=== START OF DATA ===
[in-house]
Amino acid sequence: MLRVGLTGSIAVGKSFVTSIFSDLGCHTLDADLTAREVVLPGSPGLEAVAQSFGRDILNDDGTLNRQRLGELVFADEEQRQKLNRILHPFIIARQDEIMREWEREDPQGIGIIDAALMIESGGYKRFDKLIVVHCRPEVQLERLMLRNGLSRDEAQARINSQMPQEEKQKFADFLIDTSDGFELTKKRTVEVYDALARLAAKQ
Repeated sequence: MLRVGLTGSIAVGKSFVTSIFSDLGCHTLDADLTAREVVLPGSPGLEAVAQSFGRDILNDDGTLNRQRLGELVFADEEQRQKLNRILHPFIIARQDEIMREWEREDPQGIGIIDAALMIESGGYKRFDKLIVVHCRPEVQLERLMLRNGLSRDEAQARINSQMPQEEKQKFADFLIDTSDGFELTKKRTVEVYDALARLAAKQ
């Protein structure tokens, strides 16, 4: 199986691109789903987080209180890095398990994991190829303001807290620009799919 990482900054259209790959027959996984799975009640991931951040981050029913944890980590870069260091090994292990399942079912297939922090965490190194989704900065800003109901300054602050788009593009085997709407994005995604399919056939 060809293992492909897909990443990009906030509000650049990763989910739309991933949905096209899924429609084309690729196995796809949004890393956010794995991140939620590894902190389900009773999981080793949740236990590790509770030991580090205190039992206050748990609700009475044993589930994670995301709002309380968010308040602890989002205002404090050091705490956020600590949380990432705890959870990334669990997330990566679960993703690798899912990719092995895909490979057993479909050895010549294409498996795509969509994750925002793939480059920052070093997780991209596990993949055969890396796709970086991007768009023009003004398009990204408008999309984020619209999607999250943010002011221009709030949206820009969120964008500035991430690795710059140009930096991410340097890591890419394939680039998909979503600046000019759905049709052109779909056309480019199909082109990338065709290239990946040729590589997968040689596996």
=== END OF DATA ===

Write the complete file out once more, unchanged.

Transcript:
[in-house]
Amino acid sequence: MLRVGLTGSIAVGKSFVTSIFSDLGCHTLDADLTAREVVLPGSPGLEAVAQSFGRDILNDDGTLNRQRLGELVFADEEQRQKLNRILHPFIIARQDEIMREWEREDPQGIGIIDAALMIESGGYKRFDKLIVVHCRPEVQLERLMLRNGLSRDEAQARINSQMPQEEKQKFADFLIDTSDGFELTKKRTVEVYDALARLAAKQ
Repeated sequence: MLRVGLTGSIAVGKSFVTSIFSDLGCHTLDADLTAREVVLPGSPGLEAVAQSFGRDILNDDGTLNRQRLGELVFADEEQRQKLNRILHPFIIARQDEIMREWEREDPQGIGIIDAALMIESGGYKRFDKLIVVHCRPEVQLERLMLRNGLSRDEAQARINSQMPQEEKQKFADFLIDTSDGFELTKKRTVEVYDALARLAAKQ
């Protein structure tokens, strides 16, 4: 199986691109789903987080209180890095398990994991190829303001807290620009799919 990482900054259209790959027959996984799975009640991931951040981050029913944890980590870069260091090994292990399942079912297939922090965490190194989704900065800003109901300054602050788009593009085997709407994005995604399919056939 060809293992492909897909990443990009906030509000650049990763989910739309991933949905096209899924429609084309690729196995796809949004890393956010794995991140939620590894902190389900009773999981080793949740236990590790509770030991580090205190039992206050748990609700009475044993589930994670995301709002309380968010308040602890989002205002404090050091705490956020600590949380990432705890959870990334669990997330990566679960993703690798899912990719092995895909490979057993479909050895010549294409498996795509969509994750925002793939480059920052070093997780991209596990993949055969890396796709970086991007768009023009003004398009990204408008999309984020619209999607999250943010002011221009709030949206820009969120964008500035991430690795710059140009930096991410340097890591890419394939680039998909979503600046000019759905049709052109779909056309480019199909082109990338065709290239990946040729590589997968040689596996």